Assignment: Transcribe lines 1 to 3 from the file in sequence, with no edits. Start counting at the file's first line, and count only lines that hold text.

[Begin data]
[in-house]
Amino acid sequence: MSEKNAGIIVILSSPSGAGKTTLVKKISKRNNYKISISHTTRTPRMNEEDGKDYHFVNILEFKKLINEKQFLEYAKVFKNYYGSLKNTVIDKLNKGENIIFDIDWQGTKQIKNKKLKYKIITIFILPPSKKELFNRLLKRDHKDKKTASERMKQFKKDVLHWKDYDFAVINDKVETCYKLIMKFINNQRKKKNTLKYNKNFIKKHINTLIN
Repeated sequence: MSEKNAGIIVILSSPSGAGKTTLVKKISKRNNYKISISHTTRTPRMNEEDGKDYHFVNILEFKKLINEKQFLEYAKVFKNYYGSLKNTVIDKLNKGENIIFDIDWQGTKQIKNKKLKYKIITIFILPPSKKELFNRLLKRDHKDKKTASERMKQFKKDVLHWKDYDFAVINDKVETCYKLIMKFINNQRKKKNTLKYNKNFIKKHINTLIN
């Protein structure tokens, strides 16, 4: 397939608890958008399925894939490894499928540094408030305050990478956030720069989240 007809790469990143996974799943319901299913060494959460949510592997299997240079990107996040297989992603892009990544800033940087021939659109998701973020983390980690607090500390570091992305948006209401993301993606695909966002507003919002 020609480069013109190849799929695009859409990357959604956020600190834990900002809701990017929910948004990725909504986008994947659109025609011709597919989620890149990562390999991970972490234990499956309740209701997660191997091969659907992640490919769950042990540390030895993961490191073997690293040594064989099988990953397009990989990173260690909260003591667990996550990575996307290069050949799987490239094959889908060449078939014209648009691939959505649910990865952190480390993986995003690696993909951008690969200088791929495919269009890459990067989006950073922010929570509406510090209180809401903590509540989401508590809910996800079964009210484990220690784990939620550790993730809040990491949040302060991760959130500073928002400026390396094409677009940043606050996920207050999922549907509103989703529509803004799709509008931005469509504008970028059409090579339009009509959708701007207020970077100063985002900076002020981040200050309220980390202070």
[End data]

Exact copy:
[in-house]
Amino acid sequence: MSEKNAGIIVILSSPSGAGKTTLVKKISKRNNYKISISHTTRTPRMNEEDGKDYHFVNILEFKKLINEKQFLEYAKVFKNYYGSLKNTVIDKLNKGENIIFDIDWQGTKQIKNKKLKYKIITIFILPPSKKELFNRLLKRDHKDKKTASERMKQFKKDVLHWKDYDFAVINDKVETCYKLIMKFINNQRKKKNTLKYNKNFIKKHINTLIN
Repeated sequence: MSEKNAGIIVILSSPSGAGKTTLVKKISKRNNYKISISHTTRTPRMNEEDGKDYHFVNILEFKKLINEKQFLEYAKVFKNYYGSLKNTVIDKLNKGENIIFDIDWQGTKQIKNKKLKYKIITIFILPPSKKELFNRLLKRDHKDKKTASERMKQFKKDVLHWKDYDFAVINDKVETCYKLIMKFINNQRKKKNTLKYNKNFIKKHINTLIN